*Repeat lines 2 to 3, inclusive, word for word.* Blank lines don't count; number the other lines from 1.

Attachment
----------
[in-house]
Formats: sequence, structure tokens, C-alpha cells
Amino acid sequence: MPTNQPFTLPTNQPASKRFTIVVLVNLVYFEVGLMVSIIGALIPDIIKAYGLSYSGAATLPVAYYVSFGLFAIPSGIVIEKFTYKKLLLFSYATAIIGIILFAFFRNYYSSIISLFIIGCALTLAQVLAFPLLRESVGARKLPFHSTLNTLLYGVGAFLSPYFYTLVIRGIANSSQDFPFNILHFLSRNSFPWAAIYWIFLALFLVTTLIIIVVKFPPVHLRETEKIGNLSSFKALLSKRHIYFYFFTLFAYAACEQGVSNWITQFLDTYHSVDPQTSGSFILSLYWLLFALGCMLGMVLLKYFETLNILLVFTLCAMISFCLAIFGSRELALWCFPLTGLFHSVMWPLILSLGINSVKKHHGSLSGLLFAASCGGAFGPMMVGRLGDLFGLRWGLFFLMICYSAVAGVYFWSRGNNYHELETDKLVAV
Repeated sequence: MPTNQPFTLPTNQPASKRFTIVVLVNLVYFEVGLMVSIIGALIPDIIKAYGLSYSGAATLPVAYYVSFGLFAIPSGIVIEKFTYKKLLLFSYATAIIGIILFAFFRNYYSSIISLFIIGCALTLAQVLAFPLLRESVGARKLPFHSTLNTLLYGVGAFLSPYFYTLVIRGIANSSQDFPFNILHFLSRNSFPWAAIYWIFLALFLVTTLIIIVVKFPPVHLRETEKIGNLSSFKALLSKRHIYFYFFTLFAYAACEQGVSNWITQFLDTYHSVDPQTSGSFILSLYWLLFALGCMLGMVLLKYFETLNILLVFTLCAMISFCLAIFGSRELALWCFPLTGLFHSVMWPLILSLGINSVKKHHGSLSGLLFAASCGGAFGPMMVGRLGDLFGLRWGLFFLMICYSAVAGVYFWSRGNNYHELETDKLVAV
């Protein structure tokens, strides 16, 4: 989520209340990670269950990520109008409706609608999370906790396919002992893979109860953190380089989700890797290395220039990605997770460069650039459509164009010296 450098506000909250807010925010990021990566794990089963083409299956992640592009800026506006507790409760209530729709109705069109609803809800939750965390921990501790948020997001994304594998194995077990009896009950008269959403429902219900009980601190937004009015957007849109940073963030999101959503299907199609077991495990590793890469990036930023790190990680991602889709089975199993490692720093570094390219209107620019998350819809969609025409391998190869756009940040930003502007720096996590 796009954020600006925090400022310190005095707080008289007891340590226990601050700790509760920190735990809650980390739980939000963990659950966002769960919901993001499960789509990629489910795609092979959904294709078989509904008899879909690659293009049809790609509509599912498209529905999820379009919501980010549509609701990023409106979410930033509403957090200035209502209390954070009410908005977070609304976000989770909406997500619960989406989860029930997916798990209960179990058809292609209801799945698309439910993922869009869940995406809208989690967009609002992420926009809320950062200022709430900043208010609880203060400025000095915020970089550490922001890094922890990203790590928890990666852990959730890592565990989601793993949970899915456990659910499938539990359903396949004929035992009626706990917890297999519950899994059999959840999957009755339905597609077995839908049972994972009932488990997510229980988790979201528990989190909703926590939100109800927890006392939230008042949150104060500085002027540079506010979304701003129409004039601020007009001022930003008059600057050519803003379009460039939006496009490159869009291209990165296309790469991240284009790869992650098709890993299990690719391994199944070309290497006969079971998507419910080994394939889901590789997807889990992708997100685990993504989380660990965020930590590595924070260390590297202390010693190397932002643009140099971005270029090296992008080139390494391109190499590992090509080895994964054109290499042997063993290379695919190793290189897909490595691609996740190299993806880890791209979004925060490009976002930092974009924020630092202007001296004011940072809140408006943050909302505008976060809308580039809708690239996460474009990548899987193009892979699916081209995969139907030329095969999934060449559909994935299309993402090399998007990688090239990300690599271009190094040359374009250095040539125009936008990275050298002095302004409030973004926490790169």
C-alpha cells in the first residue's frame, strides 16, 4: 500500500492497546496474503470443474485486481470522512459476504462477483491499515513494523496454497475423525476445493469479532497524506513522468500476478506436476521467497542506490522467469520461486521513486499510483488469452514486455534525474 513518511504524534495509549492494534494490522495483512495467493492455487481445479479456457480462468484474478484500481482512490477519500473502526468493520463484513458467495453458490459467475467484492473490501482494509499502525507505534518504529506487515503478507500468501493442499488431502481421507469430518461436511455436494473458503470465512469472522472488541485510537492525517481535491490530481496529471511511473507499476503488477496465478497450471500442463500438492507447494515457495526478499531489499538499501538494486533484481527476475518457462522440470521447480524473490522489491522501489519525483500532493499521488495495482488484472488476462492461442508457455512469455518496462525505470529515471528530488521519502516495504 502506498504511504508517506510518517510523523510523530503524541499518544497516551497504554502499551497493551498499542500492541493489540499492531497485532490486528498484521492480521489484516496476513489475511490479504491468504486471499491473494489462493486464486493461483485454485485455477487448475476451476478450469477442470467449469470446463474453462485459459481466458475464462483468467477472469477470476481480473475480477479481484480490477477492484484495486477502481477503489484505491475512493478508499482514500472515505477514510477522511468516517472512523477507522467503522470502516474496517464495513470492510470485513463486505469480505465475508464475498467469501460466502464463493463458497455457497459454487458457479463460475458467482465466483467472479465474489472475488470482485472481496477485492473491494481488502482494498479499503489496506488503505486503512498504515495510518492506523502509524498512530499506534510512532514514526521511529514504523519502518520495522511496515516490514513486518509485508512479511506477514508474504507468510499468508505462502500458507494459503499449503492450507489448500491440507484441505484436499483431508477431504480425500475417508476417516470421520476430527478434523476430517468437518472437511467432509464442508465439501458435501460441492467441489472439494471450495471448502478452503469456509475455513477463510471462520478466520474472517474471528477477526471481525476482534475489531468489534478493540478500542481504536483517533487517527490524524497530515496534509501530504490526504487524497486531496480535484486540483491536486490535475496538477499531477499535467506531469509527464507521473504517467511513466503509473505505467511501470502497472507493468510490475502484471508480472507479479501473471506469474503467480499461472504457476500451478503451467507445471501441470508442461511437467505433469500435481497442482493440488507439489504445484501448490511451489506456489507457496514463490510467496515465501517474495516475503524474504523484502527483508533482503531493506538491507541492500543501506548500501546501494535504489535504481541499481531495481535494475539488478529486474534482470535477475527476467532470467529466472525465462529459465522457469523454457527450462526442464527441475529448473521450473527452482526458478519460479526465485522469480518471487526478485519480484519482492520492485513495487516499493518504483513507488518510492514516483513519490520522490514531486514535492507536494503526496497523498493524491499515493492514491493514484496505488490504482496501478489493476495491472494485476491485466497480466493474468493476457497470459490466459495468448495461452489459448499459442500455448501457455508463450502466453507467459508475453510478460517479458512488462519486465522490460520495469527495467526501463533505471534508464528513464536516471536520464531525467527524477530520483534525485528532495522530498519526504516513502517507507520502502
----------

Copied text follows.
Formats: sequence, structure tokens, C-alpha cells
Amino acid sequence: MPTNQPFTLPTNQPASKRFTIVVLVNLVYFEVGLMVSIIGALIPDIIKAYGLSYSGAATLPVAYYVSFGLFAIPSGIVIEKFTYKKLLLFSYATAIIGIILFAFFRNYYSSIISLFIIGCALTLAQVLAFPLLRESVGARKLPFHSTLNTLLYGVGAFLSPYFYTLVIRGIANSSQDFPFNILHFLSRNSFPWAAIYWIFLALFLVTTLIIIVVKFPPVHLRETEKIGNLSSFKALLSKRHIYFYFFTLFAYAACEQGVSNWITQFLDTYHSVDPQTSGSFILSLYWLLFALGCMLGMVLLKYFETLNILLVFTLCAMISFCLAIFGSRELALWCFPLTGLFHSVMWPLILSLGINSVKKHHGSLSGLLFAASCGGAFGPMMVGRLGDLFGLRWGLFFLMICYSAVAGVYFWSRGNNYHELETDKLVAV